The real challenge was to test the ‘new’ T-cells in vivo. In order to do this the team used leukaemic cells engrafted into immunodeficient mice, followed by adoptive transfer of MC.7.G5. Mice treated with MC.7.G5 had significantly fewer leukaemic cells present. This was most strikingly was at day 18, with controls exhibiting >78% cancerous cells in the bone marrow whilst those treated with MC.7.G5 had <7.2%. Furthermore, the life expectancy was far greater in those mice treated with MC.7.G5.
To explore the therapeutic potential of MR1 the team harvested T-cells from patients with a specific melanoma. The T-cells were then engineered to express MC.7.G5 TCR and then tested against both autologous and nonautologous melanomas. The engineered TCR-T cells were shown to be very efficient at killing both types of cancer and this cytotoxicity was ablated in MR1 knockout melanomas, demonstrating the specificity of MR1 in this response.
The authors conclude that the MC.7.G5 TCR can redirect the T-cells of patients to kill cancer cells without the requirement of a specific HLA, making this an attractive system for targeting a wide range of cancers, in a wide range of patients.
The work presented here in Nature Immunology, is a truly exciting step in the quest to find a ‘universal’ cure for cancer. As MR1 does not vary in the human population this make for a very attractive new target for immunotherapies. However, it is still early days, and whilst there have recently been advances made in our knowledge of how MR1 may function, there are still many holes to be plugged in our understanding before we can begin to think therapy. However, with the work presented here there isn’t any doubt that this represents hope for the wave of next generation therapies.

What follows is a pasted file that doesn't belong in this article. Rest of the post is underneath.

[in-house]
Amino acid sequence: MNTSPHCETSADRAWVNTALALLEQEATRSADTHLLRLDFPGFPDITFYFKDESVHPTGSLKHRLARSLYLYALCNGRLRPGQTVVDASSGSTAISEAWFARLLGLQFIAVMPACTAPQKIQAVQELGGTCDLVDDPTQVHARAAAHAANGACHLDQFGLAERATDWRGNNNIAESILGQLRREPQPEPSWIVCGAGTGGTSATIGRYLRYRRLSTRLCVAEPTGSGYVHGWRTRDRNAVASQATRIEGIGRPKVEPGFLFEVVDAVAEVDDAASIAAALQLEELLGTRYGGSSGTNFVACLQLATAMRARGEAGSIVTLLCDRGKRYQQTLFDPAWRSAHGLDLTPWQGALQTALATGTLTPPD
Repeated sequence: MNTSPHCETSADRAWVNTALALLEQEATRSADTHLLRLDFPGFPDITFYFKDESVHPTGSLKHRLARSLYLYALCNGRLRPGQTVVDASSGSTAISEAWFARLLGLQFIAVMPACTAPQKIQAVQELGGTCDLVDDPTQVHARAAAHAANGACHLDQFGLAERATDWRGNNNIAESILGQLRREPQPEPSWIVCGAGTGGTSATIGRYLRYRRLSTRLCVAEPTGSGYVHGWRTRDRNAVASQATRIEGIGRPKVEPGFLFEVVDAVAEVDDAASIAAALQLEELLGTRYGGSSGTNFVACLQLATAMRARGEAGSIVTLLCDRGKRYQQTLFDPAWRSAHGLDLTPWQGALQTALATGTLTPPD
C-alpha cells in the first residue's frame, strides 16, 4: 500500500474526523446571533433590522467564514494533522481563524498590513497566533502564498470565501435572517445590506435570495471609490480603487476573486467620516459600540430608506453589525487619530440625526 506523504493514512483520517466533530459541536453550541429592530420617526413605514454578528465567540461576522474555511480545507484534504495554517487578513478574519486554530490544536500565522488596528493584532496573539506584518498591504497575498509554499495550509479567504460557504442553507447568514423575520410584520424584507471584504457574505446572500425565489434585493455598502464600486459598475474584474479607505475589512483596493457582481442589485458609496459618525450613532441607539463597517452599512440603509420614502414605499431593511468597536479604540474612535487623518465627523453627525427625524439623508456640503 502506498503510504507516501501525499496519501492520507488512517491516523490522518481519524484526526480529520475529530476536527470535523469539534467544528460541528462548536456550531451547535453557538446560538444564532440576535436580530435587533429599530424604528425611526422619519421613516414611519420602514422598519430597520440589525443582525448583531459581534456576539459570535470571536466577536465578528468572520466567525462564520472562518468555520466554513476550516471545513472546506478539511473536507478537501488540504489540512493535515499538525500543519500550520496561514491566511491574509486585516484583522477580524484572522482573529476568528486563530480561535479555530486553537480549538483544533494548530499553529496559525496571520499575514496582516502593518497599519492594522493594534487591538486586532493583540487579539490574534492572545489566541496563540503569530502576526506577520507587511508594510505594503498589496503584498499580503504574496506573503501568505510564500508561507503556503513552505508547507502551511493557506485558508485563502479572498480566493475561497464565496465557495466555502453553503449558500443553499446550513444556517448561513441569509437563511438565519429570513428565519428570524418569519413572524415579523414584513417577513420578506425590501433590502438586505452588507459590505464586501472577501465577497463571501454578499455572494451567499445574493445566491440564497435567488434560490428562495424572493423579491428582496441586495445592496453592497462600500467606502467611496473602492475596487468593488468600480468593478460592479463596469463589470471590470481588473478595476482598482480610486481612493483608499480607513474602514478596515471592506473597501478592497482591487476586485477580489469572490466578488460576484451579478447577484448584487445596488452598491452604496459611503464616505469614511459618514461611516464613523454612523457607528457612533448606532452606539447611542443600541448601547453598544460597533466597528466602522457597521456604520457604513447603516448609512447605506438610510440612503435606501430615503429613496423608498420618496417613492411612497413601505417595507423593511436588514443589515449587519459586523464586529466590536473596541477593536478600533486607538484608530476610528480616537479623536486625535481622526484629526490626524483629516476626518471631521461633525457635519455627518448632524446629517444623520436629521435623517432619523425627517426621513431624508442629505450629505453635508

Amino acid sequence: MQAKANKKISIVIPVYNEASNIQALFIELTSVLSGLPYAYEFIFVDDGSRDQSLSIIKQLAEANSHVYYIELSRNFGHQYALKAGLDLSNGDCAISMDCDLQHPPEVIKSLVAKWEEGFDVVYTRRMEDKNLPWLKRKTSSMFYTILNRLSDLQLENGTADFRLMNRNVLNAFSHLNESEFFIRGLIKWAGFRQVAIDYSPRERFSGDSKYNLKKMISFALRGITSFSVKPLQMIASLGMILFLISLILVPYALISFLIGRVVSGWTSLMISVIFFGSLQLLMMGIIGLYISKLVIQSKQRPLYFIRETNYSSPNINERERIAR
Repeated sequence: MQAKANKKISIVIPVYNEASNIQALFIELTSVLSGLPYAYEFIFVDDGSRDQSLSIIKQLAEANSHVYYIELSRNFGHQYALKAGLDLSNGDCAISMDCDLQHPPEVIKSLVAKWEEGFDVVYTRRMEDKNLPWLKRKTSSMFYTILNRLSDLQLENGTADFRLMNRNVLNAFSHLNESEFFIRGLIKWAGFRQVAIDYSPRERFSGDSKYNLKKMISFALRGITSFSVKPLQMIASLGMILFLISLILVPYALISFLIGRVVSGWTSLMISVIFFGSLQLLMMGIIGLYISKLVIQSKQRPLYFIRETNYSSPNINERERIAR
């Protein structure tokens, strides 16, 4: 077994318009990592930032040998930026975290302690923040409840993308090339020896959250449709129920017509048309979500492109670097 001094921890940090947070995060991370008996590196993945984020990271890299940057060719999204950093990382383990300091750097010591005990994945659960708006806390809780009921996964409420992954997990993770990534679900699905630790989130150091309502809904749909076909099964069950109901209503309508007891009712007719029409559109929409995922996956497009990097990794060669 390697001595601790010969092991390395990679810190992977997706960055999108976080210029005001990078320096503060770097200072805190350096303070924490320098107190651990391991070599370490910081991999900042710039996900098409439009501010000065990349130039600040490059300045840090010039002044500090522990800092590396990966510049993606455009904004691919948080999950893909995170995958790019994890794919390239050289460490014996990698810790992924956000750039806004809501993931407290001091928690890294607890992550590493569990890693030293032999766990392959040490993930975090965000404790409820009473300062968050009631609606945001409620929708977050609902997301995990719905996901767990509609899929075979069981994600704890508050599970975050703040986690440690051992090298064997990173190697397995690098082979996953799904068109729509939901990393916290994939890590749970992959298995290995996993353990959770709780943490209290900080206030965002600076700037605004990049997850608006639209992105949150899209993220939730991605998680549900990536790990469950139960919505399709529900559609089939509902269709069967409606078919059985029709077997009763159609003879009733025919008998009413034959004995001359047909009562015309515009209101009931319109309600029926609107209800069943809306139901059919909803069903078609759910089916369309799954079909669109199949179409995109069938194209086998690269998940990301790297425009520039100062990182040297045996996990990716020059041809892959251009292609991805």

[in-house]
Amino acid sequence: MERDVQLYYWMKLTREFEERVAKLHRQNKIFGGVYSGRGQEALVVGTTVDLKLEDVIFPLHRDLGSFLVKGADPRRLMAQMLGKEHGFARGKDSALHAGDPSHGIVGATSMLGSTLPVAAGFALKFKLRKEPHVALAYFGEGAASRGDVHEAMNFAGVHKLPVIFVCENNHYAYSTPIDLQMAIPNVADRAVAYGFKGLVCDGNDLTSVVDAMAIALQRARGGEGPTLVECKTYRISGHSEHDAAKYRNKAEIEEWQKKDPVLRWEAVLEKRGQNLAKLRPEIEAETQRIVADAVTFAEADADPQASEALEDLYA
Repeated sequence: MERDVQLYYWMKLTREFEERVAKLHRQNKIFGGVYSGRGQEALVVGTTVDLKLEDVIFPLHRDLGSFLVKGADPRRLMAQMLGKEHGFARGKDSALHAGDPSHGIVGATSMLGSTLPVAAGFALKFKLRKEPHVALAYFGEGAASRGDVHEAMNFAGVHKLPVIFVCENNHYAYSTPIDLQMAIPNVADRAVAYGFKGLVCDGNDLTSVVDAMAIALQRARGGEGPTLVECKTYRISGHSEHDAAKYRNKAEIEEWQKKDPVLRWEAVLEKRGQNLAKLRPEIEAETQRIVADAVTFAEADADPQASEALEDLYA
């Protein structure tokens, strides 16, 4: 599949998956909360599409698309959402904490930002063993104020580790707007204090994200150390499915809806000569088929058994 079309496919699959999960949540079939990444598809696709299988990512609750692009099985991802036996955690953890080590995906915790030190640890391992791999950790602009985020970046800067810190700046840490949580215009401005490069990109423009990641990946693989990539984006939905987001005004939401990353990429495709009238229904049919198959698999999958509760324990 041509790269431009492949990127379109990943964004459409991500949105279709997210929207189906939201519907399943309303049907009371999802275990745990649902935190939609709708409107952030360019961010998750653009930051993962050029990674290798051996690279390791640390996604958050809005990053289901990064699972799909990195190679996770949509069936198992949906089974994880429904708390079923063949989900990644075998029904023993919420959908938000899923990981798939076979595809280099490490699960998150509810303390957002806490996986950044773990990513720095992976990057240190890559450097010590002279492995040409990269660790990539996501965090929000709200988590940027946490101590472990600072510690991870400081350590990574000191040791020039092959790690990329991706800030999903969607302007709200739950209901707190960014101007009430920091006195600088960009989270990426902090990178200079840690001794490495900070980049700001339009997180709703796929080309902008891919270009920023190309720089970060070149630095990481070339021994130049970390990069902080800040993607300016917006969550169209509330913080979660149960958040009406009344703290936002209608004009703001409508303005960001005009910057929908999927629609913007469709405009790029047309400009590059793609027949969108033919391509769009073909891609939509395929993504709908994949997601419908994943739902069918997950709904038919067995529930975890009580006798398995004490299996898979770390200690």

Once again we also see here the power of the CRISPR system. Its use here – the genome-wide CRISPR–Cas9 screening- provided a potent discovery platform for this unconventional T-cell ligand and associated receptor.
In terms of the short term future work by Sewell and his team, they hope to elucidate the precise molecular mechanism by which the new TCR distinguishes between healthy cells and cancer. The hypothesis is that the mechanism involves changes in cellular metabolism, which may translate to changes in metabolites expressed at the cell surface by MR1.
With such high expectations for a powerful pan-cancer weapon at stake, the group are aiming to bring the approach to trial in patients by the end of the year. We are hoping that they overcome any hurdles and challenges that awaits…
For more information please read the press release from Cardiff University
Crowther, M. D., G. Dolton, M. Legut, M. E. Caillaud, A. Lloyd, M. Attaf, S. A. E. Galloway, C. Rius, C. P. Farrell, B. Szomolay, A. Ager, A. L. Parker, A. Fuller, M. Donia, J. McCluskey, J. Rossjohn, I. M. Svane, J. D. Phillips and A. K. Sewell (2020). “Genome-wide CRISPR–Cas9 screening reveals ubiquitous T cell cancer targeting via the monomorphic MHC class I-related protein MR1.” Nature Immunology.